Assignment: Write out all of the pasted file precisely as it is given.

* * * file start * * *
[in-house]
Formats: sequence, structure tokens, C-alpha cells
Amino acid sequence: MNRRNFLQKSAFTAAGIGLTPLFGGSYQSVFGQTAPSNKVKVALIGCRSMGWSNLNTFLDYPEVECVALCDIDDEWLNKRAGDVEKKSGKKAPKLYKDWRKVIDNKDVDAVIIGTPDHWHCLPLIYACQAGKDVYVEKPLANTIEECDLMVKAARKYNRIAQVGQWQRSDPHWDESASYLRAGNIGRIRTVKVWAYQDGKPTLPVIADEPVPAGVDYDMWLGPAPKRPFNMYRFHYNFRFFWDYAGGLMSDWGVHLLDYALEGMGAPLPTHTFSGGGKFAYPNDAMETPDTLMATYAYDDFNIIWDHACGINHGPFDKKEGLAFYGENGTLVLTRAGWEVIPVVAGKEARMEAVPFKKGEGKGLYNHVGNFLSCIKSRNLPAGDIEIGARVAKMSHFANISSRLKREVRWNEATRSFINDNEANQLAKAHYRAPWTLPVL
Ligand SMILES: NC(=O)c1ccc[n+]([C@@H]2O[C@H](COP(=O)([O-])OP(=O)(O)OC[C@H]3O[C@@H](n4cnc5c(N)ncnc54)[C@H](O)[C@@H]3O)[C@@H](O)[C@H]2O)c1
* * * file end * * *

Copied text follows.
[in-house]
Formats: sequence, structure tokens, C-alpha cells
Amino acid sequence: MNRRNFLQKSAFTAAGIGLTPLFGGSYQSVFGQTAPSNKVKVALIGCRSMGWSNLNTFLDYPEVECVALCDIDDEWLNKRAGDVEKKSGKKAPKLYKDWRKVIDNKDVDAVIIGTPDHWHCLPLIYACQAGKDVYVEKPLANTIEECDLMVKAARKYNRIAQVGQWQRSDPHWDESASYLRAGNIGRIRTVKVWAYQDGKPTLPVIADEPVPAGVDYDMWLGPAPKRPFNMYRFHYNFRFFWDYAGGLMSDWGVHLLDYALEGMGAPLPTHTFSGGGKFAYPNDAMETPDTLMATYAYDDFNIIWDHACGINHGPFDKKEGLAFYGENGTLVLTRAGWEVIPVVAGKEARMEAVPFKKGEGKGLYNHVGNFLSCIKSRNLPAGDIEIGARVAKMSHFANISSRLKREVRWNEATRSFINDNEANQLAKAHYRAPWTLPVL
Ligand SMILES: NC(=O)c1ccc[n+]([C@@H]2O[C@H](COP(=O)([O-])OP(=O)(O)OC[C@H]3O[C@@H](n4cnc5c(N)ncnc54)[C@H](O)[C@@H]3O)[C@@H](O)[C@H]2O)c1